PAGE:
Contact process (mathematics)

Contact process (mathematics)
The Contact Process (on a 1-D lattice): Active sites are indicated by grey circles and inactive sites by dotted circles. Active sites can activate inactive sites to either side of them at a rate r/2 or become inactive at rate 1.

The contact process is a model of an interacting particle system. It is a continuous time Markov process with state space {0,1}S, where S is a finite or countable graph, usually Zd. The process is usually interpreted as a model for the spread of an infection: if the state of the process at a given time is η, then a site x in S is "infected" if η(x) = 1 and healthy if η(x) = 0. Infected sites become healthy at a constant rate, while healthy sites become infected at a rate proportional to the number infected neighbors. One can generalize the state space to \{0,\ldots, \kappa\}^S, such is called the multitype contact process. It represents a model when more than one type of infection is competing for space.

More specifically, the dynamics of the basic contact process is defined by the following transition rates: at site x,

1\rightarrow0\quad\mbox{at rate }1,
0\rightarrow1\quad\mbox{at rate }\lambda\sum_{y:y\sim x}\eta(y),

where the sum is over all the neighbors in S of x. This means that each site waits an exponential time with the corresponding rate, and then flips (so 0 becomes 1 and viceversa).

For each graph S there exists a critical value λc for the parameter λ so that if λ > λc then the 1's survive (that is, if there is at least one 1 at time zero, then at any time there are ones) with positive probability, while if λ < λc then the process dies out. For contact process on the integer lattice, a major breakthrough came in 1990 when Bezuidenhout and Grimmett showed that the contact process also dies out at the critical value. Their proof makes use of percolation theory.


Voter model

The voter model (usually in continuous time, but there are discrete versions as well) is a process similar to the contact process. In this process η(x) is taken to represent a voter's attitude on a particular topic. Voters reconsider their opinions at times distributed according to independent exponential random variables (this gives a Poisson process locally-- note that there are in general infinitely many voters so no global Poisson process can be used). At times of reconsideration, a voter chooses one neighbor uniformly from amongst all neighbors and takes that neighbor's opinion. One can generalize the process by allowing the picking of neighbors to be something other than uniform.

Discrete time process

In the discrete time voter model in one dimension, \xi_t(x): \mathbb{Z} \to \{0,1\} represents the state of particle x at time t. Informally each individual is arranged on a line and can "see" other individuals that are within a radius, r. If more than a certain proportion, θ of these people disagree then the individual changes her attitude, otherwise she keeps it the same. Durrett and Steif (1993) and Steif (1994) show that for large radii there is a critical value θc such that if θ > θc most individuals never change, and for \theta \in (1/2, \theta_c) in the limit most sites agree. (Both of these results assume the probability of ξ0(x) = 1 is one half.)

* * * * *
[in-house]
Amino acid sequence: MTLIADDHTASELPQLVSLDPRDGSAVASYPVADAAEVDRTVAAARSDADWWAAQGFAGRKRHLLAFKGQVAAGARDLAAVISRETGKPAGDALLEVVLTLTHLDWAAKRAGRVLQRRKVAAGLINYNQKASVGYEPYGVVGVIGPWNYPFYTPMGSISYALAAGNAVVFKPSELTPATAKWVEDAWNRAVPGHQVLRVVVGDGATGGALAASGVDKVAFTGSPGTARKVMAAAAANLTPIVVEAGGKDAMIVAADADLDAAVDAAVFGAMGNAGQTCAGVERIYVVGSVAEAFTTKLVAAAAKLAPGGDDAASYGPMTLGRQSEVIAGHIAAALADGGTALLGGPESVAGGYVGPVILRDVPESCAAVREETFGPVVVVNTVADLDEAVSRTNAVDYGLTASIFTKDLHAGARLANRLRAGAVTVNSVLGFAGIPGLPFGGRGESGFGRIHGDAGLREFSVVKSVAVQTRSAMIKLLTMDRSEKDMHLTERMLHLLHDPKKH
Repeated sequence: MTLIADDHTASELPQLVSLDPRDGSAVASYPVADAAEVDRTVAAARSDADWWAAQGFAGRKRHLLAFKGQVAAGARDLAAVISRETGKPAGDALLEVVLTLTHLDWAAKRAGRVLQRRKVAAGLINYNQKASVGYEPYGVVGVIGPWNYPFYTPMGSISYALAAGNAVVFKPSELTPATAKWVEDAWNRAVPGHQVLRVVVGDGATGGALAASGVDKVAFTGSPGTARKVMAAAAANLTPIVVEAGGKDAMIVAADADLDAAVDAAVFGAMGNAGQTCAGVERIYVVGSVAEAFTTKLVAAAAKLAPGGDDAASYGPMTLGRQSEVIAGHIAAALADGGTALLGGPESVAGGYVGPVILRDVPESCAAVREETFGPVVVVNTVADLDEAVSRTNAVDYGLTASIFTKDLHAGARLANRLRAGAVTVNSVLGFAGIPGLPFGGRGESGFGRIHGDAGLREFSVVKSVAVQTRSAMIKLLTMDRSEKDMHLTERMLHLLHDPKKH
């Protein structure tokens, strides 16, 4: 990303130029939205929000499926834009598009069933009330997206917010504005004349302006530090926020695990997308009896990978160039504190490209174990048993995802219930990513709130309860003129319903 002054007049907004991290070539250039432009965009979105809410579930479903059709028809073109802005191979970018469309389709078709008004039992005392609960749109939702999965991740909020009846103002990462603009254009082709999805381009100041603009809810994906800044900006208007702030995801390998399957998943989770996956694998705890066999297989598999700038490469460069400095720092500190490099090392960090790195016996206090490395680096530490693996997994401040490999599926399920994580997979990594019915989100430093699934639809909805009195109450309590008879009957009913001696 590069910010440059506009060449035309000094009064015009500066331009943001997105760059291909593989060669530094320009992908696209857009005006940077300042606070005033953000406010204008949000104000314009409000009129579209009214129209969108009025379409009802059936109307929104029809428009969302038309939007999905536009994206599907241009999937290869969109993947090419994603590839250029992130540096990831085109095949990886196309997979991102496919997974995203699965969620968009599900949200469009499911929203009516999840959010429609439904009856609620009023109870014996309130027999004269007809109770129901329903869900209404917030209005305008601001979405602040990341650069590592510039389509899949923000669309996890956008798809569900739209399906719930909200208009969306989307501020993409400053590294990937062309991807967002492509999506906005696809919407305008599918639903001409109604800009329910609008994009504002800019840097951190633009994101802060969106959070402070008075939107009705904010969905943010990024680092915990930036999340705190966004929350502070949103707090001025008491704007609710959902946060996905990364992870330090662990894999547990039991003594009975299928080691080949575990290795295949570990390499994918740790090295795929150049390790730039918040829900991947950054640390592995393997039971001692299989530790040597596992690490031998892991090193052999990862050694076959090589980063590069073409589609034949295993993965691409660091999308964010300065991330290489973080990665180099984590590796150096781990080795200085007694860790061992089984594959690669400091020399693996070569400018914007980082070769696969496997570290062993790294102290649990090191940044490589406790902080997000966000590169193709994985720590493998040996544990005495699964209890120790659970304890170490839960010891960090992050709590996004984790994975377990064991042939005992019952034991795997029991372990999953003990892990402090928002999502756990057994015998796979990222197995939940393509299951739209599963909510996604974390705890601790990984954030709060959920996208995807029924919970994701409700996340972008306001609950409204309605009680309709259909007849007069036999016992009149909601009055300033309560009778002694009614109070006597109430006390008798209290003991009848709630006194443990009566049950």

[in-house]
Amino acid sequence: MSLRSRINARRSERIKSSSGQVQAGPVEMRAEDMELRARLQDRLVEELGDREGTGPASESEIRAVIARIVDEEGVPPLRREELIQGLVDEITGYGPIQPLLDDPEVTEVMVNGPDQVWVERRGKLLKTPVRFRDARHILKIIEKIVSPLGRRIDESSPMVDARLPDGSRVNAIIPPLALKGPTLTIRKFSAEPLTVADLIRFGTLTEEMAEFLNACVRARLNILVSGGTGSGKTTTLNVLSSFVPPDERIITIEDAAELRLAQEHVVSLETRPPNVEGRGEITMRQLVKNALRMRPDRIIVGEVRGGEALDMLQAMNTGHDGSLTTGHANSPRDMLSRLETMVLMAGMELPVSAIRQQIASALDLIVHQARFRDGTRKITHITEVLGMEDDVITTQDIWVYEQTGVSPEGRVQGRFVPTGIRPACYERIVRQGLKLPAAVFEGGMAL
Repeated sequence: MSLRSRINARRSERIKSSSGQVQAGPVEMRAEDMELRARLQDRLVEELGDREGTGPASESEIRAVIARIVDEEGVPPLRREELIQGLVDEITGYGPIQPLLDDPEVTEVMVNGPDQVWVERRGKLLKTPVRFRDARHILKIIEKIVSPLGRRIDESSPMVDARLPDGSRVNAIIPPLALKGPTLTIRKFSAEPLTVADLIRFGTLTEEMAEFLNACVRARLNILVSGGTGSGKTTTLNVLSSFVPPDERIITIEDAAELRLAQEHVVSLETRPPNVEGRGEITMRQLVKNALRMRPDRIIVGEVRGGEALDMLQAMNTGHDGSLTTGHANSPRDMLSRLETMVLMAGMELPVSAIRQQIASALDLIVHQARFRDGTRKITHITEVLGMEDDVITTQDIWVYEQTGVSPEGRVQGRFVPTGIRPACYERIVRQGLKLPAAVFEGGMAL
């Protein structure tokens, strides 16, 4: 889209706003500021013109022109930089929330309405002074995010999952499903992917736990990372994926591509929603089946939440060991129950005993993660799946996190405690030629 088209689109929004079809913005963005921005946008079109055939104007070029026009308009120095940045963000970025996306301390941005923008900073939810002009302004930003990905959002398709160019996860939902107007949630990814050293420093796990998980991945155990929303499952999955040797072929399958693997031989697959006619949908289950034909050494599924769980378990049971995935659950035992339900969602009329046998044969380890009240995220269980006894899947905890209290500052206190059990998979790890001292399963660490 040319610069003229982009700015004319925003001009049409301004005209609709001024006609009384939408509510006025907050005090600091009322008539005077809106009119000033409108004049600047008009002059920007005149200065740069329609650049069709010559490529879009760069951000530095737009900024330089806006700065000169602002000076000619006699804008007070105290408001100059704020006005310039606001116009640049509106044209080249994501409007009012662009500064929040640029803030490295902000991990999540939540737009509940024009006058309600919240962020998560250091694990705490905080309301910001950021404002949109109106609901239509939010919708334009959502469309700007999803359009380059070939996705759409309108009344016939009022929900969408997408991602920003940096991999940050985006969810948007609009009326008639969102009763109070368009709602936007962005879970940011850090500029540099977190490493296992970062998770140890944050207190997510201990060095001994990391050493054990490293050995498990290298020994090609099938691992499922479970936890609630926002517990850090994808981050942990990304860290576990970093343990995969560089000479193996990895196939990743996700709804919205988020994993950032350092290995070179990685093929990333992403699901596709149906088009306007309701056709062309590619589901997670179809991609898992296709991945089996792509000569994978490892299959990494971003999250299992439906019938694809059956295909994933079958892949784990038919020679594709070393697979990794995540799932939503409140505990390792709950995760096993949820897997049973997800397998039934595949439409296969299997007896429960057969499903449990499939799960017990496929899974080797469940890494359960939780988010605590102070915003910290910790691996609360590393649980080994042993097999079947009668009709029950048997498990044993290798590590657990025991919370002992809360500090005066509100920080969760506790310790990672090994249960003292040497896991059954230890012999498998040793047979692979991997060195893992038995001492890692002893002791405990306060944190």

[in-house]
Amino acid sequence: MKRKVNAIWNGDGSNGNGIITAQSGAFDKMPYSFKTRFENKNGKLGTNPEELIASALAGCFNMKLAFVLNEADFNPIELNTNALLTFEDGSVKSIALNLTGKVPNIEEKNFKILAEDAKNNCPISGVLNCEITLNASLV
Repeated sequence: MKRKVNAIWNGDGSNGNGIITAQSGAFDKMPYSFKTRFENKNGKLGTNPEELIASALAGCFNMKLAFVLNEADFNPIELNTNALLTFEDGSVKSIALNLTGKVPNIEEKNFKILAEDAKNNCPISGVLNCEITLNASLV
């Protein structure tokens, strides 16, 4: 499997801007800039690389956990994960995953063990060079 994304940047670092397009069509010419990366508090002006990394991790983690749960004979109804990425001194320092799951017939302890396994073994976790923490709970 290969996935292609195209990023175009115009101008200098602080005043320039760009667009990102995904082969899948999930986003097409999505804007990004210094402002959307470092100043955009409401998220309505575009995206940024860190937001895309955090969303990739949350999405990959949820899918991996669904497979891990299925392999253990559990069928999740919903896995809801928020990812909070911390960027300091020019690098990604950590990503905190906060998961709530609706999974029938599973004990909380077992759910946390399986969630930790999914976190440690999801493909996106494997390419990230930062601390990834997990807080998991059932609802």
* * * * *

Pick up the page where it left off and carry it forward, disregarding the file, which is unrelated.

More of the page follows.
This process has a natural generalization to more dimensions, some results for this are discussed in Durrett and Steif (1993).

Continuous time process

The continuous time process is similar in that it imagines each individual has a belief at a time and changes it based on the attitudes of its neighbors. The process is described informally by Liggett (1985, 226), "Periodically (i.e., at independent exponential times), an individual reassesses his view in a rather simple way: he chooses a 'friend' at random with certain probabilities and adopts his position." A model was constructed with this interpretation first by Holley and Liggett (1975).

This process is analogous to a process first suggested by Clifford and Sudbury (1973) where animals are conflicting over territory and the animals are equally matched. A site is selected to be invaded by a neighbor at a given time.


  • Clifford, Peter; Aidan Sudbury (1973). "A Model for Spatial Conflict". Biometrika 60 (3): 581–588. doi:10.1093/biomet/60.3.581. 
  • Durrett, Richard; Jeffrey E. Steif (1993). "Fixation Results for Threshold Voter Systems". The Annals of Probability 21 (1): 232–247. doi:10.1214/aop/1176989403. 
  • Holley, Richard A.; Thomas M. Liggett (1975). "Ergodic Theorems for Weakly Interacting Infinite Systems and The Voter Model". The Annals of Probability 3 (4): 643–663. doi:10.1214/aop/1176996306. 
  • Steif, Jeffrey E. (1994). "The Threshold Voter Automaton at a Critical Point". The Annals of Probability 22 (3): 1121–1139. doi:10.1214/aop/1176988597. 
  • Liggett, Thomas M. (1985). Interacting Particle Systems. New York: Springer Verlag. ISBN 0387960694. 
  • Thomas M. Liggett, "Stochastic Interacting Systems: Contact, Voter and Exclusion Processes", Springer-Verlag, 1999.
  • C. Bezuidenhout and G. R. Grimmett, The critical contact process dies out, Ann. Probab. 18 (1990), 1462 -- 1482.

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